February 23, 2011

The Artist’s Way

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My friend Jenni, a student who single-handedly improved my sight-reading abilities by 75% by showing up with new music every week, recently accomplished something admirable: She went without words for a week.  Part of an Artist’s Way class, she called it her Reading Deprivation week.  She went without books, television and computer, explaining in part why my Facebook news feed was so meager.  My friend Nancy, who teaches college-level English and can point out every time I have deconstructed a thought, was so busy with module four of her online course, that she, too, was absent from Facebook.  I didn’t realize how much fun that news feed was until some of its big contributors weren’t there.

Oh dear, I hope this isn’t going to be one of those dreary pieces about stress, over-stimulation, and the pace of life.  But you know, these blogs just pour out of me.  I have no control over them.  It’s the Artist’s Way.

When I realized that Jenni had gone a week without reading, I thought it was nothing I wanted to do –like anyone suggested I should.  It was my fundamentalist upbringing talking: If someone has found a way to deprive herself of life, then it must have some Biblical basis and we should all take it up.

“Did John the Baptist read novels?”

“Not with his head on a platter he didn’t.”

“Somebody, pass the sackcloth.”

I love the things Jenni did with her week:  she sang, she sat at the piano bench and swung her feet; she cleaned out a closet, did yoga, gazed at the moon, and admired a hummingbird; she and her husband ate dinner at the table.

Jenni didn’t actually go a week without words.  She went a week without written words. It’s an interesting distinction.  Written words can be taken back.  They can be revoked, edited, censored, changed, and enhanced.  You can write “fuck you” all over a hurtful letter, and then tear it up.  It helps, trust me. Reading written words can be escapism.  Not that there’s anything wrong with escapism. Not that that is what I am doing when I read formulaic mysteries with short sentences.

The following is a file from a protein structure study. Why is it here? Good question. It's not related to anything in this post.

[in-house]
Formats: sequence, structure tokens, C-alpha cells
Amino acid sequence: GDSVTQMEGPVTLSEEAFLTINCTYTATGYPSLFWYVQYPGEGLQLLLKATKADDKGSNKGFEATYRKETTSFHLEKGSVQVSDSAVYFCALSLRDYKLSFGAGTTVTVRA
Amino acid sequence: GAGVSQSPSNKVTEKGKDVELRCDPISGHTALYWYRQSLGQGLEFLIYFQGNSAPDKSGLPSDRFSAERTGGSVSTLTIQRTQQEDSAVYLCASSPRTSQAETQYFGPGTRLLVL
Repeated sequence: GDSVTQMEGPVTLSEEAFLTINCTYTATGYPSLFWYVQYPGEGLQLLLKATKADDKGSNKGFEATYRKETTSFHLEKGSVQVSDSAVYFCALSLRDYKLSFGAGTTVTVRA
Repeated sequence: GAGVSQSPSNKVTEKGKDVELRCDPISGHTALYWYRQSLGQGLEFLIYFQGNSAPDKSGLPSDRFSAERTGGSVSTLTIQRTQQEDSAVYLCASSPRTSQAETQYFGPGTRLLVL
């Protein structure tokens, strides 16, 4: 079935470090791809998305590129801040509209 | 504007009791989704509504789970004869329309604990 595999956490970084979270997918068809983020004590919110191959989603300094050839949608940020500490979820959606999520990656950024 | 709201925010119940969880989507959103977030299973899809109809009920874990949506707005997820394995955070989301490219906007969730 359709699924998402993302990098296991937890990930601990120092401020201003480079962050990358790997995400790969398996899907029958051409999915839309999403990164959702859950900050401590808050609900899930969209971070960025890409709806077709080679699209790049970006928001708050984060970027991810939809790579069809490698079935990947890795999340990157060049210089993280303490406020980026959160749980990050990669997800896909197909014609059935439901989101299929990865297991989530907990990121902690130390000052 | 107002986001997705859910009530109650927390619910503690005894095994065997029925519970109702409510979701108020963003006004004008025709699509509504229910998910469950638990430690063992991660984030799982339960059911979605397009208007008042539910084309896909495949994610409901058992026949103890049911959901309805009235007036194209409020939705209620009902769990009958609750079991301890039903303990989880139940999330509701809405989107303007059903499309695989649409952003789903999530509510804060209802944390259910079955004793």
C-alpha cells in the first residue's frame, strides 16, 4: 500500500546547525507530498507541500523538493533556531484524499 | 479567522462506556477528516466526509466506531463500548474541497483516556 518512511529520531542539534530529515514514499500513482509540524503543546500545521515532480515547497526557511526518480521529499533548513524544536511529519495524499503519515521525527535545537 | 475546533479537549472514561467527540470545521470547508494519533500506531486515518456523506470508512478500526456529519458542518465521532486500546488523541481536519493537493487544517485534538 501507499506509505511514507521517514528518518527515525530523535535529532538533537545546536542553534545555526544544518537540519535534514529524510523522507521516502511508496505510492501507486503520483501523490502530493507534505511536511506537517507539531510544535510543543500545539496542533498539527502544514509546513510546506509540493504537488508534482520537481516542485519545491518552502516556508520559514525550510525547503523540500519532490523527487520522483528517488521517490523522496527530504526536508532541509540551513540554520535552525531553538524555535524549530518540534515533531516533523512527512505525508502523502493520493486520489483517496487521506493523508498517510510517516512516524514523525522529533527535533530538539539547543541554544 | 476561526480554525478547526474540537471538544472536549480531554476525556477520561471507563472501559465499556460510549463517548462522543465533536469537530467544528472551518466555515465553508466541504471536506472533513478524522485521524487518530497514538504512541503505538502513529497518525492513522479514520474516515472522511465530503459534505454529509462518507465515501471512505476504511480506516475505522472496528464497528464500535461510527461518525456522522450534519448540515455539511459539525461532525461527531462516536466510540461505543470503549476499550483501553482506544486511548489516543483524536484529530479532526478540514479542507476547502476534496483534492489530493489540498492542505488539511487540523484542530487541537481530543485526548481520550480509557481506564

But spoken words are carriers of energy.  That’s why reading aloud can be so powerful.  (Can be.  It can also be boring.  I don’t want to go all fundamentalist here.) Do you remember that stupid thing the adults taught us to say when we were in grade school: “Sticks and stones can break my bones but words can never hurt me.”

I see a lot of adults in my studio who were hurt by words.

“You shouldn’t try to draw. You have no talent.”

“Mouth the words.  You aren’t a singer.”

Words scare the artist out of us.  We focus on the irrelevant question of whether or not we are a singer or writer or painter rather than wallow in the experience of singing, writing, and painting.  The magic shows up when we show up and then lose ourselves.

When I was first learning to write, back when I needed a pen in my hand in order to think, I found myself stopping and thinking, “Can I really say that?”  I learned to answer myself, “Of course you can, just write it down.”  Soon I stopped asking the question.  I just wrote.  The more I wrote, the more it flowed.  I could always go back and tweak.  Editing is a different part of the creative process.

My singing students try to edit themselves prematurely.  They have their own version of “Can I really say that?”  Students often want to know, “What good is that?”  “Is that singing?”  I say, “Try it and see what happens.”  It’s on the other side of the experience that we understand what the experience was about.

What I love about watercolor painting is that the paint is hard to control.  I love to wet the paper (Arches 130 lb cold pressed), wait a few minutes, then drop in some rose madder genuine, aureolin yellow and cobalt blue and watch a sky materialize. The paint will paint itself if I stay out of the way. Just like the words will flow and the voice will sing.

It’s the artist’s way.

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